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Is Your Liquidated Damages Clause Enforceable Under Florida Construction Law?


Florida construction contracts encompass numerous provisions, from the basic payment terms conditions and scope of work to specific conditions and the schedule to which the parties agree. While any section can be vague or confusing, it is the liquidated damages clauses that quite often lead to conflicts and disputes. This is due to the special treatment of liquidated damages when it comes to enforceability under Florida construction law. If the contract does not comply with legal requirements, the provision may be null and void – so one party loses out on the predetermined damages it would have received due to the other’s breach.

As such, the most effective strategy for being able to seek liquidated damages is to ensure that the provision is enforceable at the outset. A Florida construction contracts lawyer can explain the legal requirements and assist with drafting, but you should understand the basics about enforcement of liquidated damages clauses. 

Why Enforceability is Essential for Liquidated Damages Clauses: Put simply, if the parties cannot enforce a liquidated damages provision in a construction contract, neither can take advantage of it when the other breaches. A liquidated damage clause serves one primary objective: Requiring the party in default to pay a predetermined amount to the other as compensation for the losses the non-breaching party sustains. If a dispute results in court action, one of the first issues a judge will review is whether the liquidated damages clause is valid and enforceable. When found unenforceable, the non-breaching party cannot take advantage of the relevant terms. 

Test for Enforceability: For a court to determine that a liquidated damages clause is valid, the language must meet a three-prong test:

  1. It must be evident from the construction contract and project that the true damages for a breach are not ascertainable at the time the parties execute the agreement.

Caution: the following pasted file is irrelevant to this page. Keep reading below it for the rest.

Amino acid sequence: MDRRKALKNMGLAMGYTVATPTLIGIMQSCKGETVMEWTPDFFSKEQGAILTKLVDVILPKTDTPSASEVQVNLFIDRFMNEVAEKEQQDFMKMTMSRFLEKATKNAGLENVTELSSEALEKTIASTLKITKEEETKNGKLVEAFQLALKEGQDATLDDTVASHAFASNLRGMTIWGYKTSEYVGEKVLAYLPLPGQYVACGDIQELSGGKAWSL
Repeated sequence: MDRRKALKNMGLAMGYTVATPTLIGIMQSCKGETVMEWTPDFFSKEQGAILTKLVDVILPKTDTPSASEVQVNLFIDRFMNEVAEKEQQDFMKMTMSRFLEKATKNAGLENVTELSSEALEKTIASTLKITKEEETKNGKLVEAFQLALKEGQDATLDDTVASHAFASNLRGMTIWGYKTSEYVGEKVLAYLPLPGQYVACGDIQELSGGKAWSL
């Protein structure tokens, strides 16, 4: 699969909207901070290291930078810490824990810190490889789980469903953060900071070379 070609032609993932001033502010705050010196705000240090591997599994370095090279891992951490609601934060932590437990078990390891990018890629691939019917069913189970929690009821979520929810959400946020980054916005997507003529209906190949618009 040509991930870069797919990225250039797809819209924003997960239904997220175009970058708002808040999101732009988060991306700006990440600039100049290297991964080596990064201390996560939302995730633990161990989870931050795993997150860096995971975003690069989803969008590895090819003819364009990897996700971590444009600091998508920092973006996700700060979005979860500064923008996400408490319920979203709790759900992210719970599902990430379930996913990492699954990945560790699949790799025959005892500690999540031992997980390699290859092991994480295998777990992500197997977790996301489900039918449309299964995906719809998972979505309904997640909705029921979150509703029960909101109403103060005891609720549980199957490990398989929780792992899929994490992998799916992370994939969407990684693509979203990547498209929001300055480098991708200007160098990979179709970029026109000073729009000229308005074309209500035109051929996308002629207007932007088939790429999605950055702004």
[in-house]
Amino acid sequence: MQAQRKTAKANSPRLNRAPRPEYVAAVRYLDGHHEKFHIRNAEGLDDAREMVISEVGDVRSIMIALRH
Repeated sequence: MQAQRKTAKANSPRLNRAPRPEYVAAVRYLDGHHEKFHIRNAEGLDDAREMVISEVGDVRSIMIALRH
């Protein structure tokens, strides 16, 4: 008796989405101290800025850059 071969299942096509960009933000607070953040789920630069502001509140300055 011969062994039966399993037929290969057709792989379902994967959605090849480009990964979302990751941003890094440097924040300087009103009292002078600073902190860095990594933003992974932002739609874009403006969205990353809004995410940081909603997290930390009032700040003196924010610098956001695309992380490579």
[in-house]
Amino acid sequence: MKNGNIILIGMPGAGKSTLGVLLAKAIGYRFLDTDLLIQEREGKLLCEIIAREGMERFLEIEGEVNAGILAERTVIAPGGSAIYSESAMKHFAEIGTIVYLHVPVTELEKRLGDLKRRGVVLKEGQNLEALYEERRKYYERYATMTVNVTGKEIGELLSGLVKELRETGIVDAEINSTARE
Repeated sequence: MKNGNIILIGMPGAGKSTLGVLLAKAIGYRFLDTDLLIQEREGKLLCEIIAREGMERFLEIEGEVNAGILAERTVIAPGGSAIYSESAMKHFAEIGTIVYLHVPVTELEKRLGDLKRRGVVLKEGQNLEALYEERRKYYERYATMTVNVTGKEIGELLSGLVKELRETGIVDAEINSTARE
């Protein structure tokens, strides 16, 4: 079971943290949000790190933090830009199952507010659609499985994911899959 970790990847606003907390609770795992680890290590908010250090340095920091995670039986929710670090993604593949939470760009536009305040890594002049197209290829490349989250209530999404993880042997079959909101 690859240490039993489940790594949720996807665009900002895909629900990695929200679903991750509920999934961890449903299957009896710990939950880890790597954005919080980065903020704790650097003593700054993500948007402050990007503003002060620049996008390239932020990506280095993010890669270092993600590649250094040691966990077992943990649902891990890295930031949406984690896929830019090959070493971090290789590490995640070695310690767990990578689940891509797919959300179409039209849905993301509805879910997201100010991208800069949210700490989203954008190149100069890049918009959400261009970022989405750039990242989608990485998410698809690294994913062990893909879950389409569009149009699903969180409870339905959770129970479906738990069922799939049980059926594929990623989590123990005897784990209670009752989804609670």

2. The liquidated damages amount must be a reasonable estimate of the losses a non-breaching party may suffer due to the other’s default.
  3. The amount of liquidated damages cannot be viewed as a penalty to the breaching party, so it must have some relationship to what the non-breaching party could really lose.

Beware of Specific Unenforceable Clauses: In general, the parties cannot contract around the five-year statute of limitations under Florida law through a liquidated damages clause. A judge is also not likely to enforce a provision in which the type of or amount of remedies are not provided to both parties. When there is a great disparity between actual losses and the amount stated in the liquidated damages clause, the court is more likely to view it as a penalty – and therefore unenforceable.

Contact a Florida Construction Contracts Attorney About Liquidated Damages

This overview of liquidated damages clauses may be helpful, but there are many other subtleties you need to understand about Florida construction agreements. You can trust our team at Linkhorst Law Firm, P.A. to assist with drafting, negotiations, and review, so please contact our offices today. We can schedule a consultation with an experienced Florida construction contracts lawyer who can advise you on contractual issues.

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